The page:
July 27

What you need to know to navigate today’s most critical debates.

The Budget Deficit Chicken Hawks (Truthout)
Dean Baker notes that more and more lawmakers are calling for deficit reduction, but not if it comes at the expense of their rich and powerful friends.

Long-Term Economic Pain (NYTimes)
Bob Herbert highlights a new study showing that America’s workers have been losing ground for decades, and laments the lack of real solutions being offered.

Is America facing an increase in structural unemployment? (The Economist)
A roundtable of economists debates the source of our current jobs crisis and the appropriate legislative remedies.

Permanently High Unemployment (NYTimes)
Paul Krugman warns that a weak response to 9.5 percent unemployment could help to establish it as the new normal.

The Great Decoupling of Corporate Profits From Jobs (HuffPo)
Robert Reich explains why it’s going to take more than new tax breaks to get businesses to start hiring again.

It’s the Unemployment, Stupid (TAPPED)
Jamelle Bouie suggests that President Obama should seriously consider whether he wants to run for reelection with unemployment still above 8 percent.

Blame Games (New Yorker)
James Surowiecki argues that those who pin our economic woes on President Obama are ignoring the evidence and overestimating the power of the presidency.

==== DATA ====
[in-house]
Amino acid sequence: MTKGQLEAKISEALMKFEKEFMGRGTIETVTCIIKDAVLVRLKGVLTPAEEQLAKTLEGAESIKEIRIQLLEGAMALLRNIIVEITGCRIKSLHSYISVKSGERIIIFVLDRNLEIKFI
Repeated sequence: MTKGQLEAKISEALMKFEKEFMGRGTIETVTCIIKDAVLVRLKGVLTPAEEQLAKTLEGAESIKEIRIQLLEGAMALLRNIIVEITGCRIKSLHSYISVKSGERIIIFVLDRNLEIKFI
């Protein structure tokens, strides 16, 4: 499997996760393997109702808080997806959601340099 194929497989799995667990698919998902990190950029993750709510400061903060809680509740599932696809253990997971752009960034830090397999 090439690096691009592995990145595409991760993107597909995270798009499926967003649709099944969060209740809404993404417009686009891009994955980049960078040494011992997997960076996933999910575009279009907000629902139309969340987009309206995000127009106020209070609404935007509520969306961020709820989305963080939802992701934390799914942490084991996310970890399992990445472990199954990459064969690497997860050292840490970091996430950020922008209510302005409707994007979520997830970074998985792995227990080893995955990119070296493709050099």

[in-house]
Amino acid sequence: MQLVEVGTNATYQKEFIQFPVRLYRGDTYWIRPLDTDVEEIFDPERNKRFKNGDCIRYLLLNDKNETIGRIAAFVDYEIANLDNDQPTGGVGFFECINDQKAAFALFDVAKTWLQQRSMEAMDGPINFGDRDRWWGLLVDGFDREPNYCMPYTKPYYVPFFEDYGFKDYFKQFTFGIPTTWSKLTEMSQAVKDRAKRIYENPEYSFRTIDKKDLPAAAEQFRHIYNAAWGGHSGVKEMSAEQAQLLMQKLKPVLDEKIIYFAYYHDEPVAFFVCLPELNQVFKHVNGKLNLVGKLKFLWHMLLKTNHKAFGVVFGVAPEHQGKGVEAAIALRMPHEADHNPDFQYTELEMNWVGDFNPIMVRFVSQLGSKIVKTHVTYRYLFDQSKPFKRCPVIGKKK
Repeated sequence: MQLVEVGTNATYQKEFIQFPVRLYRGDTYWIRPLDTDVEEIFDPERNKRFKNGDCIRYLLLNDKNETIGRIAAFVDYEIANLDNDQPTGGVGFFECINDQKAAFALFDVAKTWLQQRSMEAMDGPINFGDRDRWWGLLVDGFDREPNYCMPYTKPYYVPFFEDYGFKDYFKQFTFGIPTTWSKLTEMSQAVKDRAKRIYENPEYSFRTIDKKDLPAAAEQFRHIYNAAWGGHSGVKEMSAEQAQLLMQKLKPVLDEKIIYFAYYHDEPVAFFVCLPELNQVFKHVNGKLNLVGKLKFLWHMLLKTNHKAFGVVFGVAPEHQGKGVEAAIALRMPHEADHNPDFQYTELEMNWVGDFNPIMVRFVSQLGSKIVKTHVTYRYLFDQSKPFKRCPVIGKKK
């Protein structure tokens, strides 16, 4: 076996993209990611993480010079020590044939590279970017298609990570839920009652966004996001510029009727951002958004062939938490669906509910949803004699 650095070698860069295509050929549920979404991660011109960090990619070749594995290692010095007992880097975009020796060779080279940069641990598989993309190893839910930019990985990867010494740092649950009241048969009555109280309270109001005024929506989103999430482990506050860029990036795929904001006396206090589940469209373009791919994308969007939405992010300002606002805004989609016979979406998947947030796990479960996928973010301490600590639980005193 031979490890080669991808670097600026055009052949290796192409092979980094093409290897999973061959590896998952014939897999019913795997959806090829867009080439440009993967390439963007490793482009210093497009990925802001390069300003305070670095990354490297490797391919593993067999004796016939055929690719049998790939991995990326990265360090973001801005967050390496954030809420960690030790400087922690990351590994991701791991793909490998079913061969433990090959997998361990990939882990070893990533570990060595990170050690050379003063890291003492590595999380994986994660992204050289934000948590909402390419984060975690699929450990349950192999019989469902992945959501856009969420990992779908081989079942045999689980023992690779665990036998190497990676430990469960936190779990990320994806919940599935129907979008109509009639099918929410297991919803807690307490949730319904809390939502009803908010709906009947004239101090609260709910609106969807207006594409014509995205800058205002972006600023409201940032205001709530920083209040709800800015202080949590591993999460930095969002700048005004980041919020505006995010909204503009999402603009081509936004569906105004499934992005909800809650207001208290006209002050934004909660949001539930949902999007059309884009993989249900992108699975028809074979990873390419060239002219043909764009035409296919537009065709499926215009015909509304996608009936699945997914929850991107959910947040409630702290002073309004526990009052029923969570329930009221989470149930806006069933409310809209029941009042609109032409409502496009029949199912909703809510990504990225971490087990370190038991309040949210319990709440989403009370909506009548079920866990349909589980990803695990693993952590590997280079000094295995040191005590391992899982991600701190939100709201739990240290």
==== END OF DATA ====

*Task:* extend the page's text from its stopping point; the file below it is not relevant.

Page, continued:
Elizabeth Warren (Daily Kos)
Markos Moulitsas endorses Elizabeth Warren to head the Consumer Financial Protection Bureau, framing it as a choice between Wall Street on one hand and the American people and the progressive base on the other.

Why Elizabeth Warren Will Likely Be Confirmed (TNR)
Noam Scheiber predicts that despite some grumbling, opposition to Warren is too halfhearted to sustain a filibuster.

What happens when Congress fails (WaPo)
Ezra Klein observes that when the filibuster rules leave Congress unable to pass legislation, regulatory agencies and the courts are forced to fill in the gaps.

HAMP is Hurting Liberalism (FDL)
David Dayen argues that the Obama administration’s badly designed mortgage relief program is confirming conservative stereotypes about government incompetence.

Taxing the Rich (MoJo)
Repealing the Bush cuts would mean a return to the awful lean years of the 1990s, when millionaires were forced to scrape by while paying 5 percent more in taxes.

After bailouts, new autoworkers make half as much as veterans in same plant (WaPo)
The debate over proper compensation for factory workers is a complex one, but the current compromise appears untenable.

How Much Credit Card Rewards Cost the Poor (NYTimes)
Retailers are raising prices to recoup the cost of credit card transactions, and it’s taking a bite out of the wallets of poorer consumers.

Chamber Shows It’s Beholden to Big Business By Sitting Out Debate on Small Business Lending (Think Progress)
The U.S. Chamber of Commerce portrays itself as a defender of all businesses, but its loyalties appear to lie with multinational corporations and the Republican Party.

Neel Kashkari, TARP Guru, Supports Cutting Entitlements, Citing ‘Me-First’ Attitude Of Beneficiaries (HuffPo)
The free market means we’re all on our own, unless we happen to work for a major Wall Street firm.